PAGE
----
Opened 4 years ago

Closed 4 years ago

#7791 closed bug (invalid)

Bad error message when strictness annotations are used without BangPatterns pragma

Reported by: manzyuk Owned by:
Priority: normal Milestone:
Component: Compiler Version: 7.4.1
Keywords: Cc:
Operating System: Linux Architecture: x86_64 (amd64)
Type of failure: Incorrect warning at compile-time Test Case:
Blocked By: Blocking:
Related Tickets: Differential Rev(s):
Wiki Page:


Loading the program

powers n = go 1 where
  go !k = k : go (k * n)

into GHCi results in an error:

*Main> :load "/home/manzyuk/tmp/example.hs"
[1 of 1] Compiling Main             ( /home/manzyuk/tmp/example.hs, interpreted )

/home/manzyuk/tmp/example.hs:1:12: Not in scope: `go'
Failed, modules loaded: none.

The error message is plain wrong. The problem is fixed by enabling BangPatterns pragma. It would be nice if GHC could suggest that like it does in many other similar cases.

$ ghc --version
The Glorious Glasgow Haskell Compilation System, version 7.4.1
$ uname -a
Linux paddy 2.6.32-45-generic #104-Ubuntu SMP Tue Feb 19 21:20:09 UTC 2013 x86_64 GNU/Linux

Change History (3)

comment:1 Changed 4 years ago by monoidal

The error message is correct, since without extensions, the declaration go ! k = ... defines an operator called ! (analogously to go * k = ...) and therefore go is out of scope in line 1. You can get a nice suggestion if you write go (!k) = ... or go !k !l = .... It's hard to expect GHC to deduce from context whether a syntactically-correct go ! k = ... was meant to be something different.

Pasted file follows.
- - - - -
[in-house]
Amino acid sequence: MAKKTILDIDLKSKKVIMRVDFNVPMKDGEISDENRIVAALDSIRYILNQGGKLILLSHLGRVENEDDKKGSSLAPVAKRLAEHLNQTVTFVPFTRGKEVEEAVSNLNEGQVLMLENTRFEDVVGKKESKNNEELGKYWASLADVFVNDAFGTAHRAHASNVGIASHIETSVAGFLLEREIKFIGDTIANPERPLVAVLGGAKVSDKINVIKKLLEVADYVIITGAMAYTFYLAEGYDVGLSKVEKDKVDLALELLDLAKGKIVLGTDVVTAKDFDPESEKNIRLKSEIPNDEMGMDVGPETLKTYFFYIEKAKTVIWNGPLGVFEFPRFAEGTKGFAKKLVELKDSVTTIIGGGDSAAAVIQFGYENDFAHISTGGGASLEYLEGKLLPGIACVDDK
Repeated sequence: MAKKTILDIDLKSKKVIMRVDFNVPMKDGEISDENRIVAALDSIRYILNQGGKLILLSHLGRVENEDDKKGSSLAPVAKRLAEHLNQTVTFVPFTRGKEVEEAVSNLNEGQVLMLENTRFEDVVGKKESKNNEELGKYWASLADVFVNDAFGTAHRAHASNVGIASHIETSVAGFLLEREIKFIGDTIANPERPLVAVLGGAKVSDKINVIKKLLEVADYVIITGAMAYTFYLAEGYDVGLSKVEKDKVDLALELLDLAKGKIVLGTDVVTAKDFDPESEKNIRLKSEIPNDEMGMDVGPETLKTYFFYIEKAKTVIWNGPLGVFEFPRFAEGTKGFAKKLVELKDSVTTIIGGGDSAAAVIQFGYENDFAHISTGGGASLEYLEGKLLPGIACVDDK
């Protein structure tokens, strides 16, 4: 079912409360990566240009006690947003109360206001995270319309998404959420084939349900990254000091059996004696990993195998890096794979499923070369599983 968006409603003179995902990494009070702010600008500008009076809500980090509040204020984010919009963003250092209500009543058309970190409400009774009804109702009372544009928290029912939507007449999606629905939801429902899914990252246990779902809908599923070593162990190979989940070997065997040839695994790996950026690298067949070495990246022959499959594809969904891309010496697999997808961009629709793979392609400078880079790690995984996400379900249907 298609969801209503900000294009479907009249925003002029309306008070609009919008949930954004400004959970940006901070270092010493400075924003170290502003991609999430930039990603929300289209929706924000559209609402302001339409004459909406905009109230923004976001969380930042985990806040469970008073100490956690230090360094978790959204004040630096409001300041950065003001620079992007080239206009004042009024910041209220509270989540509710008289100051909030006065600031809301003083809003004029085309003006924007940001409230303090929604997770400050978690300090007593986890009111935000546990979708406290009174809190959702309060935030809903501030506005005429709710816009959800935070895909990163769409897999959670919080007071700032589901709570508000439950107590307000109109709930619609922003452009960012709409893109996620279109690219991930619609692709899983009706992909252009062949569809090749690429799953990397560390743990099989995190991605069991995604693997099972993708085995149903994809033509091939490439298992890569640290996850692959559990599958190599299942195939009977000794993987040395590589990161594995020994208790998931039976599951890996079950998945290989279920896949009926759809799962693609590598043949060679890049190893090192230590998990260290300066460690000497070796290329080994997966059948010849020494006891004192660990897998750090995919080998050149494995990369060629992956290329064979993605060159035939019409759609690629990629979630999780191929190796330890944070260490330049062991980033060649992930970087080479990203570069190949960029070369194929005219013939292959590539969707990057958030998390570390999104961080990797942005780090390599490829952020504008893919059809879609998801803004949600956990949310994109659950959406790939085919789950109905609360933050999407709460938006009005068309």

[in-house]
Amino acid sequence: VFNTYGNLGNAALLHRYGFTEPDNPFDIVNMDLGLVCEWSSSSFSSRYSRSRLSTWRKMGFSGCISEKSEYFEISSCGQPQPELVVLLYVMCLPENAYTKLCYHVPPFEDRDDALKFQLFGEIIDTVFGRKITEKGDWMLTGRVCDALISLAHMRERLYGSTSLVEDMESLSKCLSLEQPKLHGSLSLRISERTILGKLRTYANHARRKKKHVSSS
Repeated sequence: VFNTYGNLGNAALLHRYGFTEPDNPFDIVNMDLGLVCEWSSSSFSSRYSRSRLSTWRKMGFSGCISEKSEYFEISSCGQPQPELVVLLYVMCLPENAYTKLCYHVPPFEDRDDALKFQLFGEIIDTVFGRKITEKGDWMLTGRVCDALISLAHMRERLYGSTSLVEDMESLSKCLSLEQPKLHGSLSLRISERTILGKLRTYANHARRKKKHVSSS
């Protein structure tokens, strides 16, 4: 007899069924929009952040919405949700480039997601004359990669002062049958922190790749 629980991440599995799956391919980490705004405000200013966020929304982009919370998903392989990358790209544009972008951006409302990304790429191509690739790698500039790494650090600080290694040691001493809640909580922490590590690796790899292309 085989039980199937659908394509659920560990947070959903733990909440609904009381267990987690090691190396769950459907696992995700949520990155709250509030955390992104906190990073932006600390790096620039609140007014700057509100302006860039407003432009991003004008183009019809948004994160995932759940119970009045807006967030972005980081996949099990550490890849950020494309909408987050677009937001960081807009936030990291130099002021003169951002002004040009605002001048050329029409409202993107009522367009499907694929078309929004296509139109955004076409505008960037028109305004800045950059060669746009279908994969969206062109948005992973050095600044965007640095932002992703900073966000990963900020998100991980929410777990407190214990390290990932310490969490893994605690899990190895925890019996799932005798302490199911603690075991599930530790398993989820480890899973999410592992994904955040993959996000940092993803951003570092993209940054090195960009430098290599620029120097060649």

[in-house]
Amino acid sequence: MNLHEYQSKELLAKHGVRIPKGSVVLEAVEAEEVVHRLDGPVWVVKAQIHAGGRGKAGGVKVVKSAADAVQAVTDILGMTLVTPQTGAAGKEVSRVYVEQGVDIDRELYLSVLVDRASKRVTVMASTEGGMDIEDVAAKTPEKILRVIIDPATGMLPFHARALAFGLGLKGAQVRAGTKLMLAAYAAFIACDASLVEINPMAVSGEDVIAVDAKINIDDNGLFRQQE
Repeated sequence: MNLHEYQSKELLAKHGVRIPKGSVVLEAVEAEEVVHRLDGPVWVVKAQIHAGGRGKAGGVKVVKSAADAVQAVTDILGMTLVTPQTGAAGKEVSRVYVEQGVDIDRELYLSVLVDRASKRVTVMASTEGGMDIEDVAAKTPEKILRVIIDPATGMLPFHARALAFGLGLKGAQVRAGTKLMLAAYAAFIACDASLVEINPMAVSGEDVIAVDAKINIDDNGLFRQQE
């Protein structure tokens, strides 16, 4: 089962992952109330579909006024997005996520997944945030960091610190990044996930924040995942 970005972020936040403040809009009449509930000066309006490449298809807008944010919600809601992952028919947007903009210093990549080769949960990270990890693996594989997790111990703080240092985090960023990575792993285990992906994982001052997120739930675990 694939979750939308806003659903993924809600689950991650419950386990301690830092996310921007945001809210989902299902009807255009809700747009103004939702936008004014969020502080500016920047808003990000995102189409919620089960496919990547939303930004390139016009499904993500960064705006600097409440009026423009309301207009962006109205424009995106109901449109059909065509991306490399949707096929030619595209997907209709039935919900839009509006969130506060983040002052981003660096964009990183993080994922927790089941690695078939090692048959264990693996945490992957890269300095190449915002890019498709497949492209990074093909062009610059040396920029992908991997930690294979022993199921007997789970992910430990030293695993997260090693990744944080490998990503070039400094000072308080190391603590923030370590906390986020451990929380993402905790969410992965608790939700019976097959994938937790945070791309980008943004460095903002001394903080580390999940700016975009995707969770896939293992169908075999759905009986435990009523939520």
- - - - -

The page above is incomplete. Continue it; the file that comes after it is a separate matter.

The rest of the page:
comment:2 Changed 4 years ago by manzyuk

Thanks for the clarification, this makes sense. I guessed I assumed go !k and go ! k were parsed differently. I'm not convinced that GHC can't detect this situation, but it's probably a corner case that is not worth the added complexity. Please feel free to resolve the ticket.

comment:3 Changed 4 years ago by simonpj

difficulty: Unknown
Resolution: invalid
Status: newclosed

Yes, the trouble is that

go !k = go + k

really is a valid definition in Haskell 98, and there is not much we can do about that.


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